We continue our survey of Church History from the book of Professor E.A.W. Krauss from our St. Louis seminary of a century ago. Last month we started a look at Pietism—a movement that would gut confessional Lutheranism. Here we see part of its beginning. It began with the good intention of growing deeper in the faith and living a life of good works. But as Professor Krauss points out: However, as they admonished their hearers to holiness of life, they did not preach very often or much or richly and comfortingly about the justification of a poor sinner before God alone through faith in our Lord Jesus Christ—even though there can only be holiness of life where justification by grace through faith is preached.
38. 1b SPENER AND FRANCKE EMERGE
That same month in which Spener moved to Dresden, a society was begun in another part of Saxony. This society’s work went even further than did Spener’s society in Frankfurt. A pair of young teachers in Leipzig, namely August Hermann Francke and Paul Anton opened at the university a so-called “Teaching association of the Friends of the Bible among the students.” There was less and less Bible study in Leipzig. Only very rarely were there lectures on complete books of the; there were no lack of lectures in which only the proof passages for doctrines of faith were discussed exegetically. By explaining complete books of the Bible in a simple and understandable way, Francke and Anton met a true felt need among the students. They began with Genesis and then Matthew’s Gospel. This was met with approval. 300 students would often gather around Francke. These associations were organized under the auspices of headmaster Val. Alberti. Although they were mostly held in Latin, even people from the city attended them—but this became the first reason for opposition to it. Spener kept an eye on this work from Dresden and showed much interest in it.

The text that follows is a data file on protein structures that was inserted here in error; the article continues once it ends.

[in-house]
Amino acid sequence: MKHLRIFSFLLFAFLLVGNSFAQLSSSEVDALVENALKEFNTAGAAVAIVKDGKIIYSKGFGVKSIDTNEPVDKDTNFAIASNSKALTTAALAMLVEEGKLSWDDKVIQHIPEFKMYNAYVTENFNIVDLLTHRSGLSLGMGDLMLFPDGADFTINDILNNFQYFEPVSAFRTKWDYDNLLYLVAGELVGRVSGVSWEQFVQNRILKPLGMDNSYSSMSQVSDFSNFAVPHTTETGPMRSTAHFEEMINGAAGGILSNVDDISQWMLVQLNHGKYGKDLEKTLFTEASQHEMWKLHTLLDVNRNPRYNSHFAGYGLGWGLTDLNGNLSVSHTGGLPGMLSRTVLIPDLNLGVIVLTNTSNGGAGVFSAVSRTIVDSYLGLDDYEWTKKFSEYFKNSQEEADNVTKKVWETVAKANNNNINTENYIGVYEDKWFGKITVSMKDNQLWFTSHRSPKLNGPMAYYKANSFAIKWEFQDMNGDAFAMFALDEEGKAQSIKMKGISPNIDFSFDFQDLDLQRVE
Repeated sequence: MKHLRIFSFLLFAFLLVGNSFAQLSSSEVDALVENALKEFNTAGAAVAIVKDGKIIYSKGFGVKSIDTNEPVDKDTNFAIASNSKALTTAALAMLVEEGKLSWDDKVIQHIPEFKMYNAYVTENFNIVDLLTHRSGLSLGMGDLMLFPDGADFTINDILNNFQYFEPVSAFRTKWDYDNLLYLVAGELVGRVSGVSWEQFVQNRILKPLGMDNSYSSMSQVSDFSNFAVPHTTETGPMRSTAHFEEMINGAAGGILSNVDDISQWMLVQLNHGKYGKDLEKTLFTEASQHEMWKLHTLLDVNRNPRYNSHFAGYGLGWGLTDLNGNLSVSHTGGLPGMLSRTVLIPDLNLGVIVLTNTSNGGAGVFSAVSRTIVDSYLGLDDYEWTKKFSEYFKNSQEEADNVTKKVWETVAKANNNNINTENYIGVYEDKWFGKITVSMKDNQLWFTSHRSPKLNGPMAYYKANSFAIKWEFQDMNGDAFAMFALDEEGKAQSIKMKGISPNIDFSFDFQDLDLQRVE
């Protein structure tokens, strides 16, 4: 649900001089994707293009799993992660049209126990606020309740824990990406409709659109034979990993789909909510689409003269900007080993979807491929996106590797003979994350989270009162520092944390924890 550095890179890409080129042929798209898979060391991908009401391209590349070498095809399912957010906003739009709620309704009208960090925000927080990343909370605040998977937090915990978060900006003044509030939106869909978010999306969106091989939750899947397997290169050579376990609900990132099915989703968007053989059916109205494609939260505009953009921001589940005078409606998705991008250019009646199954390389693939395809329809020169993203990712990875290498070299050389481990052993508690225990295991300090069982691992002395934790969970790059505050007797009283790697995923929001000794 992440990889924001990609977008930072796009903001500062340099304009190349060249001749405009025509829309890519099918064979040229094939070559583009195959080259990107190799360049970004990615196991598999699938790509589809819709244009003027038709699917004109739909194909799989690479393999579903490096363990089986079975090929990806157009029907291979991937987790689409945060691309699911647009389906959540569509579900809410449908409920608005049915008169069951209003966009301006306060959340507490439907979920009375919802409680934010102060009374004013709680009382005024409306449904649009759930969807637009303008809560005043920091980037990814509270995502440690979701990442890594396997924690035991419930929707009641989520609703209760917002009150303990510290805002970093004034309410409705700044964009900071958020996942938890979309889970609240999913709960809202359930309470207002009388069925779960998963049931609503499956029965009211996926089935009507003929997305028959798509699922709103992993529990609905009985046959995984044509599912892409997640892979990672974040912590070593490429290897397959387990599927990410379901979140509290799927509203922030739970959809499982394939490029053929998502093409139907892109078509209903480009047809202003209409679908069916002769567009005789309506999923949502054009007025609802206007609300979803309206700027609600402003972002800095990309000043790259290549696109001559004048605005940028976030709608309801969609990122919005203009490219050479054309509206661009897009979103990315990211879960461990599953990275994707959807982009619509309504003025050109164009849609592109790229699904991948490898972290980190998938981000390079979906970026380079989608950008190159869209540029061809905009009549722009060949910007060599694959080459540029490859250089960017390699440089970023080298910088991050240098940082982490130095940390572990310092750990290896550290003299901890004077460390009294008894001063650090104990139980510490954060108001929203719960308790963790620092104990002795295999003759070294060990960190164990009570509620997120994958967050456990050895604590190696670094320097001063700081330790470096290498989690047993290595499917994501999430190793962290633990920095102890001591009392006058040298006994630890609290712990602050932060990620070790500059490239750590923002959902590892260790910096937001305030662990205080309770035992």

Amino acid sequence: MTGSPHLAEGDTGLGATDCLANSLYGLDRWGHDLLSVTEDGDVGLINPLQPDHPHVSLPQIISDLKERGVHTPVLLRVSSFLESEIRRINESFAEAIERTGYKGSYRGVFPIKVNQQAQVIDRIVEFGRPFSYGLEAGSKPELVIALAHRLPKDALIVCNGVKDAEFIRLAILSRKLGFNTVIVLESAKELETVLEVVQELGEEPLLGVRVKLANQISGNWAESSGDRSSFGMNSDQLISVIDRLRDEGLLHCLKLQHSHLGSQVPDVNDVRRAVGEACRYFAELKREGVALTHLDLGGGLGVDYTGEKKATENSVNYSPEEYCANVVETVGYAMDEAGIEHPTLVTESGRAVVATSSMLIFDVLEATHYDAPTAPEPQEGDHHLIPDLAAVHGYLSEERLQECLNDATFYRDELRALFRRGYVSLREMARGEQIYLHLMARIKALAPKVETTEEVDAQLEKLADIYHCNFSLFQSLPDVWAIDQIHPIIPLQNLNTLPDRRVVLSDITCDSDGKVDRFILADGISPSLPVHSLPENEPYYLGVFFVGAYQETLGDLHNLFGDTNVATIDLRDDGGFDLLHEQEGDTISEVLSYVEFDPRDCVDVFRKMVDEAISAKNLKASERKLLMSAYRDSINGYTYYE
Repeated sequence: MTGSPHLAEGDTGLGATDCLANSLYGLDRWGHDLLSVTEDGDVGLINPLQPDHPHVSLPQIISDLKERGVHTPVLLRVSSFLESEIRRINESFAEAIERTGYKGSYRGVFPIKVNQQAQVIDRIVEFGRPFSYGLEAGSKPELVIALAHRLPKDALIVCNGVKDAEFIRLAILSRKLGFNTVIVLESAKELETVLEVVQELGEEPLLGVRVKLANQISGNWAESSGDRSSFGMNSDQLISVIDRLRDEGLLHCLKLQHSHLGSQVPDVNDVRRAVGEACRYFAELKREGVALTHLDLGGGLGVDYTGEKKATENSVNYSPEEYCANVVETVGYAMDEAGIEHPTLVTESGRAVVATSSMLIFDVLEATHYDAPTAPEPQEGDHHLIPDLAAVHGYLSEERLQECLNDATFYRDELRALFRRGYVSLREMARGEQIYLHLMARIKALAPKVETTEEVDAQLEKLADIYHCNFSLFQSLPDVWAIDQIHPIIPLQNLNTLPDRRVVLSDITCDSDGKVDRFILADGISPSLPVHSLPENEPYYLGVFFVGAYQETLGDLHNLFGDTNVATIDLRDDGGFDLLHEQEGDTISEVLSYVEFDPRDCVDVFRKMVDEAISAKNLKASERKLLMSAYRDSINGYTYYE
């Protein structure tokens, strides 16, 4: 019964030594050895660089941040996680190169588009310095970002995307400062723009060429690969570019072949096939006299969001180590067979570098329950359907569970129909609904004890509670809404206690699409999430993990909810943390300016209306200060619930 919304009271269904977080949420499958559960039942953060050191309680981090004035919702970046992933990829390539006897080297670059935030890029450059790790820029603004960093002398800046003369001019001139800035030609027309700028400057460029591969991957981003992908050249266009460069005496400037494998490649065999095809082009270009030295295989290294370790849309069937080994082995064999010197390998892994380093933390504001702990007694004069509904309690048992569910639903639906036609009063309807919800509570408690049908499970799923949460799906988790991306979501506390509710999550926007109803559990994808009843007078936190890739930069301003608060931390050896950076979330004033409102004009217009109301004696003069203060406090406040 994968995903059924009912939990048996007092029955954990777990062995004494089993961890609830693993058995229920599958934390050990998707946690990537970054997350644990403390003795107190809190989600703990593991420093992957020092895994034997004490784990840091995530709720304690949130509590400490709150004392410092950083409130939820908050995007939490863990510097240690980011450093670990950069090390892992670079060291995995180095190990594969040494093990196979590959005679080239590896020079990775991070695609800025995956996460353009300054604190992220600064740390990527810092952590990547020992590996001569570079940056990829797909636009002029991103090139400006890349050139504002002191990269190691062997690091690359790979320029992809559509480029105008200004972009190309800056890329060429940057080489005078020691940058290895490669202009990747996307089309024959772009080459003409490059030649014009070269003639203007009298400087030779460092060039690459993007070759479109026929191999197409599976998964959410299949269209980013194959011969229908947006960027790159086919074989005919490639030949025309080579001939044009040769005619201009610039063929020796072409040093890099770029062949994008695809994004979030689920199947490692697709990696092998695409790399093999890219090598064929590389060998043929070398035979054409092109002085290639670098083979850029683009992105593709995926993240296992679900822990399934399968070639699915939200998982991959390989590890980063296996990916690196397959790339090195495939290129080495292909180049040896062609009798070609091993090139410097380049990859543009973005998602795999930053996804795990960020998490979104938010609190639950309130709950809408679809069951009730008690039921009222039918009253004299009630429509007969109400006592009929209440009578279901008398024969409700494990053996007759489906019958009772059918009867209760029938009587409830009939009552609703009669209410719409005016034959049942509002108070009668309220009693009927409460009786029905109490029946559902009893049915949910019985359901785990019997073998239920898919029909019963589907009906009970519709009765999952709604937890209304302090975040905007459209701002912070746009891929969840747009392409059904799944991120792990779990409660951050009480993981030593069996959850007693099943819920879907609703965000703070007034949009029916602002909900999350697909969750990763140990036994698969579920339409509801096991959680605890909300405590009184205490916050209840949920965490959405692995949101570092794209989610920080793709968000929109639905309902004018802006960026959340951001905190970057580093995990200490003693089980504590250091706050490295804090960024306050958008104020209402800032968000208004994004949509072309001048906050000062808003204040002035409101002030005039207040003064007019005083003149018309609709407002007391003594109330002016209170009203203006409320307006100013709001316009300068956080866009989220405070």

These lectures began to influence the lives of the students so that they no longer engaged in the vulgar activity of other students. Instead, these students lived modestly and studied diligently. But rumors quickly sprang up everywhere and the students were looked upon with suspicion. On top of that, those who participated in these associations believed that the older professors were upset by the academic successes of these two young teachers. In fact, Johann Benedict Carpzov publicly confronted them. He himself had encouraged Bible associations: with as many associations as there were, how come none of them were Biblical? But he never started one and in any case was dissatisfied with the ways of Francke and Anton.
Then one of Francke’s hearers died. In the funeral sermon Carpzov held for him, he vented his displeasure over these pious associations, which, as he said, sprang up from uneducated students. However, for the same occasion, the professor of poetry in Leipzig at the time, Joachim Feller, composed a funeral poem in honor of that deceased student. It was published and, among other things, it says:
The name of the Pietists is now known throughout the city,
What is a Pietist? One who studies God’s Word
And also lives a holy life according to it….
Feller was the first to print the word that had already come into usage and with it had coined the term that, from then on, the group would be called--Pietists. The poet had turned what had been intended as mark of ridicule into a name of honor and then it even became a positive term for the group. Meanwhile, the unrest that resulted led to Francke’s associations being banned even though an investigation brought nothing to light that could have led to the accusation that was made. Francke and Anton saw their work being hindered and after some time had to leave the city.